Angewandte Chemie International Edition

Cover image for Vol. 56 Issue 23

Editor: Peter Gölitz, Deputy Editors: Neville Compton, Haymo Ross

Online ISSN: 1521-3773

Associated Title(s): Angewandte Chemie, Chemistry - A European Journal, Chemistry – An Asian Journal, ChemistryOpen, ChemPhotoChem, ChemPlusChem, Zeitschrift für Chemie

For full article and contact information, see Angew. Chem. Int. Ed. 1999, 38 (4), 560 - 562

Down to the Bone

Specially coated medical implants fool bone cells
into settling on their surface

Although modern medical technology is already well advanced, implants made of synthetic materials can cause problems: they may give rise to rejection reactions or loosen over time because the contact between the surrounding tissue and the implanted material is not good enough. A remarkable procedure developed by a team of chemists working with Horst Kessler of the Technical University of Munich, in cooperation with Merck-Biomaterials GmbH in Darmstadt, could prevent this in the future. They coat the implants with a layer of special peptides, which they adapted from natural models. These specifically attract bone cells, which then settle firmly on the implants.

Bones are not unchanging structures: they are constantly reshaped by bone-building and bone-dissolving cells known as "osteoblasts" and "osteoclasts". In this way, the body adapts to changing stresses. If these cells can be successfully lured onto the surface of a material, they can see to it that it is firmly anchored into the bone structure.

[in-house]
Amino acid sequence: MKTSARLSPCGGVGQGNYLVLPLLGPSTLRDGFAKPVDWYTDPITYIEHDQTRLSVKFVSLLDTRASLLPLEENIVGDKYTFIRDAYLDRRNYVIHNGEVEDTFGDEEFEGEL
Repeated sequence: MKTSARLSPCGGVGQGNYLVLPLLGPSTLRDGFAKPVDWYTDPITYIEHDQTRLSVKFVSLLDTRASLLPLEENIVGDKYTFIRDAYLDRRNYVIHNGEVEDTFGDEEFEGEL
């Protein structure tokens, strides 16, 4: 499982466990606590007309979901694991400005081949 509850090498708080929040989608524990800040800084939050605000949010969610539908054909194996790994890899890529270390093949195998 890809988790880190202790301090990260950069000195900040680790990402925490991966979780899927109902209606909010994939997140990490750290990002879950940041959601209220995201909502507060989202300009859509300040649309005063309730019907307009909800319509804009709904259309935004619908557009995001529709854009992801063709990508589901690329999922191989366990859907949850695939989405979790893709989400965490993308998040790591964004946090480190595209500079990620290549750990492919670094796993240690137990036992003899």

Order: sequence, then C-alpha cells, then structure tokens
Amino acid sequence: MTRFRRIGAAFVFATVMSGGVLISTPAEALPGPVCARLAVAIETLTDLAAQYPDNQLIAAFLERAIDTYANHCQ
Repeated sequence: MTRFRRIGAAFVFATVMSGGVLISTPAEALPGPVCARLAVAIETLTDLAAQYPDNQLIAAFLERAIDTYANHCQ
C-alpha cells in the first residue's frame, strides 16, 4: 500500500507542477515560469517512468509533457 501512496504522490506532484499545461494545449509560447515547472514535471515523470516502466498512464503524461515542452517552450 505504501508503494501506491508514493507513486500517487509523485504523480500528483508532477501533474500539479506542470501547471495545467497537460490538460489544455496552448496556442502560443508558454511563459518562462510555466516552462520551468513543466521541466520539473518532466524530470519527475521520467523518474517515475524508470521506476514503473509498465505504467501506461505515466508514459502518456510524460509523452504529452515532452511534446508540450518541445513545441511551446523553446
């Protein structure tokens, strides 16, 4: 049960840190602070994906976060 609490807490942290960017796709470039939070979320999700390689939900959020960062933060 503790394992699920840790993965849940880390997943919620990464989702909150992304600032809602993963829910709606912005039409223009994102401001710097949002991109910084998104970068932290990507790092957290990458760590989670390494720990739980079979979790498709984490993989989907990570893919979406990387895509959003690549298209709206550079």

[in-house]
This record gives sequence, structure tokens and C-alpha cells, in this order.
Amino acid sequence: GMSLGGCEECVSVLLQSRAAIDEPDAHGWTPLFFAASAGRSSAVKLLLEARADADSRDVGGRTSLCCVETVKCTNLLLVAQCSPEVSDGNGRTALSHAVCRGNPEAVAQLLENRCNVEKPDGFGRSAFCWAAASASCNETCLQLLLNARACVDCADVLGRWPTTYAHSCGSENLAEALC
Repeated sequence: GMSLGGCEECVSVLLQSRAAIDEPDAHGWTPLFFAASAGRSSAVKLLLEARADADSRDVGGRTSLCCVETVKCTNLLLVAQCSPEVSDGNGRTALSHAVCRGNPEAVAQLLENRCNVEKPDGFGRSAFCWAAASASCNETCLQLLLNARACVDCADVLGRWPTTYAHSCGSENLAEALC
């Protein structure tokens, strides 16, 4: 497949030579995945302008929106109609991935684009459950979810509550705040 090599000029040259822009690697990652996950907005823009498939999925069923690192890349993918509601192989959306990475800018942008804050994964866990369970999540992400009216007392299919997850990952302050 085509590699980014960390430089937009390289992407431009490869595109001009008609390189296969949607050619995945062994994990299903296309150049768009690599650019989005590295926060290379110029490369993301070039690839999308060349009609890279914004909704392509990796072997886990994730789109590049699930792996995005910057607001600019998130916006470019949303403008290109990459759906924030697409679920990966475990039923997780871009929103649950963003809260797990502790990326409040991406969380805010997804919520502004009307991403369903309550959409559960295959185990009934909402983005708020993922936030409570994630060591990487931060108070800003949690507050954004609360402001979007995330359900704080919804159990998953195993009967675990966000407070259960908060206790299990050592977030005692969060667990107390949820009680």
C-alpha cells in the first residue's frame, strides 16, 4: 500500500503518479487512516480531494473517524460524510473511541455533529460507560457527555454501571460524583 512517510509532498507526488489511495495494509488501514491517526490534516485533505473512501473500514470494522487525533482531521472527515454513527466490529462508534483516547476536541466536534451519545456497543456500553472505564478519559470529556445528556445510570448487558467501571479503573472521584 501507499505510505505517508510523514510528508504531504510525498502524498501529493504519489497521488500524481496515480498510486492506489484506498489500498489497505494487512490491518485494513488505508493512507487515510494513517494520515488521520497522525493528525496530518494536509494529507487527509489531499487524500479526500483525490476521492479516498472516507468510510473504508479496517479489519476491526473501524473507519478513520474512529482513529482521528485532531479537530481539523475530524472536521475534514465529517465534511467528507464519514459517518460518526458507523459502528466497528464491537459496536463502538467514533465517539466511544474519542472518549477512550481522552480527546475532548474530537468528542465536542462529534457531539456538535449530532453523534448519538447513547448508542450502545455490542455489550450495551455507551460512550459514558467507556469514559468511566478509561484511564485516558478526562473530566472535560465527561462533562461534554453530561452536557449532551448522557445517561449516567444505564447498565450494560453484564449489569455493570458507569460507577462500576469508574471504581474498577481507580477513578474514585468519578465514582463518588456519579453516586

This is where Kessler and his co-workers come in. They use the fact that osteoblasts bear "integrins" on their surface. Integrins are proteins, which have a sort of docking station for other specific proteins; they are comparable to small snap fasteners, which help cells attach themselves to suitable surfaces. The Munich chemists have thus produced protein-like substances that exactly fit the osteoblast docking sites. They then use short molecular chains to attach these substances to the surfaces of sample solids made of the plastic, PMMA (polymethylmethacrylate) - a material often used in operating rooms.

In trials, when the researchers placed their coated plastic in a nutrient solution of osteoblasts, all of the bone cells attached themselves to the synthetic surface and couldn’t be removed even by either washing or shaking. Within 22 days, the osteoblasts on the plastic even multiplied by about tenfold. Kessler now hopes that this biological coating can help fit "real" implants made of PMMA more firmly into the natural bone structure. It is also possible that other "healing" cells will be "attracted" by this technique.